If you get two railway engineers together, and ask them the same question, they will give you SIX answers:

  • How Engineer A thinks it is done
  • How Engineer A thinks it should be done
  • How Engineer B thinks it is done
  • How Engineer B thinks it should be done
  • How the two engineers uneasily compromise that it should be done
  • OPTION X

This is equivalent to (n*2)+2, where n=number of Railway Engineers. Again, there is no guarantee that either of these is how it actually is done, but the probability that one of the answers is correct is rising, along with your blood pressure.

OK, now it gets good. If you get three railway engineers together, and ask them the same question, they will give you TEN answers:

  • How Engineer A thinks it is done
  • How Engineer A thinks it should be done
  • How Engineer B thinks it is done
  • How Engineer B thinks it should be done
  • How Engineer C thinks it is done
  • How Engineer C thinks it should be done
  • How Engineers A and B uneasily compromise that it should be done
  • How Engineers A and C uneasily compromise that it should be done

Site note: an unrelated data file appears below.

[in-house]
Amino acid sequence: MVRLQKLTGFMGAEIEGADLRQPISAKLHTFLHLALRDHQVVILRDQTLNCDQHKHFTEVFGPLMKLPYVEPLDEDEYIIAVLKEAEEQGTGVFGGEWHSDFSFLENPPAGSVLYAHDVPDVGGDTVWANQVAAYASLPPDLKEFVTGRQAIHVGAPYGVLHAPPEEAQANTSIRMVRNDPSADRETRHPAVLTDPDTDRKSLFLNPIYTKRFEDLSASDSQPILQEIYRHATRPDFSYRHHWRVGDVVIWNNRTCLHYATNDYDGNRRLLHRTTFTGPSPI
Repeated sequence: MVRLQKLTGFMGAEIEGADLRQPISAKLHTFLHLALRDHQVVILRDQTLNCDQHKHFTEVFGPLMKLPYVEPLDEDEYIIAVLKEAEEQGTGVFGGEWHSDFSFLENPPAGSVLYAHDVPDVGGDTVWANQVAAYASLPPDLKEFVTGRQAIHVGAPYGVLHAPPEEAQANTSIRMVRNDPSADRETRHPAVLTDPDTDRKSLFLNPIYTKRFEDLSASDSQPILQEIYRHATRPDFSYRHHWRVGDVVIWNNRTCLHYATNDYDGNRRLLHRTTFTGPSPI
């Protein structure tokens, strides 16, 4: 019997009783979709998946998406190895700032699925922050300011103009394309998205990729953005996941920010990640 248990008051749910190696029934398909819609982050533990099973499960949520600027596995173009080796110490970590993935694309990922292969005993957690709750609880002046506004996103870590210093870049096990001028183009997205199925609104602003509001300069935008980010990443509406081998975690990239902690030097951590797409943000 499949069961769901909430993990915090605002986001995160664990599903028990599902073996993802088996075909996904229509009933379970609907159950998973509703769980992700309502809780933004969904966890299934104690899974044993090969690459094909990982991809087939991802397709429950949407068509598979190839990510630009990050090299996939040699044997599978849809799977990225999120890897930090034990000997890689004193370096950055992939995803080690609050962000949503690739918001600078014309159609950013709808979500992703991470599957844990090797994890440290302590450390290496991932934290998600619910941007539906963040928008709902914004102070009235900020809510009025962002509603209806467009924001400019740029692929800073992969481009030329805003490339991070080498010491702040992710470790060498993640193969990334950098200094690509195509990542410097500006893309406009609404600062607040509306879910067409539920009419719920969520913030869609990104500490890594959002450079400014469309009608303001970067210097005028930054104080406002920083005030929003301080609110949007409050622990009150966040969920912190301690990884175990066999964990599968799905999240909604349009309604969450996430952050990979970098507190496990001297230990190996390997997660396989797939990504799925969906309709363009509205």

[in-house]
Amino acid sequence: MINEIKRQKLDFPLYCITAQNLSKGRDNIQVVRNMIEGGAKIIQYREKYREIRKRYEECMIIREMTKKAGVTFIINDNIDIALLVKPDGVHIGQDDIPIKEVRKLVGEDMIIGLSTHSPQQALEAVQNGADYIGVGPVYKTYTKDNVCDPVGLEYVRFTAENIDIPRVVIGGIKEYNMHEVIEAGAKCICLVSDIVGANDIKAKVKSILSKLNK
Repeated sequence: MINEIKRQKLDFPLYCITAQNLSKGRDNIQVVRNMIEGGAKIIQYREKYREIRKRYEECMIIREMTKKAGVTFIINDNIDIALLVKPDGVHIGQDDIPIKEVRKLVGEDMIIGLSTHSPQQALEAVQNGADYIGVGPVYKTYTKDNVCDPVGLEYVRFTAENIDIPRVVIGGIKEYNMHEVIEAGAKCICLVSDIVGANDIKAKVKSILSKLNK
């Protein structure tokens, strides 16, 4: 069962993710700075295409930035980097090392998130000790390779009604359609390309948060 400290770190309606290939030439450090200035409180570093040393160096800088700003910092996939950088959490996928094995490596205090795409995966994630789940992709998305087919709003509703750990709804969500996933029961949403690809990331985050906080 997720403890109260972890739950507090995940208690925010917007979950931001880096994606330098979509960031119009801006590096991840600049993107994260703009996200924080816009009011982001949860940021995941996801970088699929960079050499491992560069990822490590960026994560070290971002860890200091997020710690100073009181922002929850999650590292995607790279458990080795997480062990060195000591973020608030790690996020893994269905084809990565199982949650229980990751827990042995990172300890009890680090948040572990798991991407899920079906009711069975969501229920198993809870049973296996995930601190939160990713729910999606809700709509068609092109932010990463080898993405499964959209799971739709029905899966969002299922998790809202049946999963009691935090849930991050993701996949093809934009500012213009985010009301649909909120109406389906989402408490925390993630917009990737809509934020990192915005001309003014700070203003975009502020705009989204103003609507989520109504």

• How Engineers B and C uneasily compromise that it should be done
  • OPTION X

This is equivalent to (n*2)+(n!/2!(n-2)!)+1. In fact this also works for two engineers, because n!/2!(n-2)! = 1 where n=2.

Let’s try another, before exploring what is happening here. If you get four railway engineers together, and ask them the same question, they will give you FIFTEEN answers:

  • How Engineer A thinks it is done
  • How Engineer A thinks it should be done
  • How Engineer B thinks it is done
  • How Engineer B thinks it should be done
  • How Engineer C thinks it is done
  • How Engineer C thinks it should be done
  • How Engineer D thinks it is done
  • How Engineer D thinks it should be done
  • How Engineers A and B uneasily compromise that it should be done after lengthy mind-draining squabbling
  • How Engineers A and C uneasily compromise that it should be done, after hefty chunks of reminiscing about the Great Western Line
  • How Engineers A and D uneasily compromise that it should be done after using the phrase, “Agree to disagree”, and then starting again 10 minutes later
  • B and C really went at it. I had to leave the room.
  • B and D managed to agree despite long-standing bitterness over someone pulling rank during a design meeting 7 years ago.
  • C and D went for coffee and came back with something.
  • OPTION X

At this rate, if you got ten engineers in a room (at the same time, on time, which is a feat in itself), you could reasonably expect to get at least 66 answers out of them, as well as a lot of whining and bloodshed.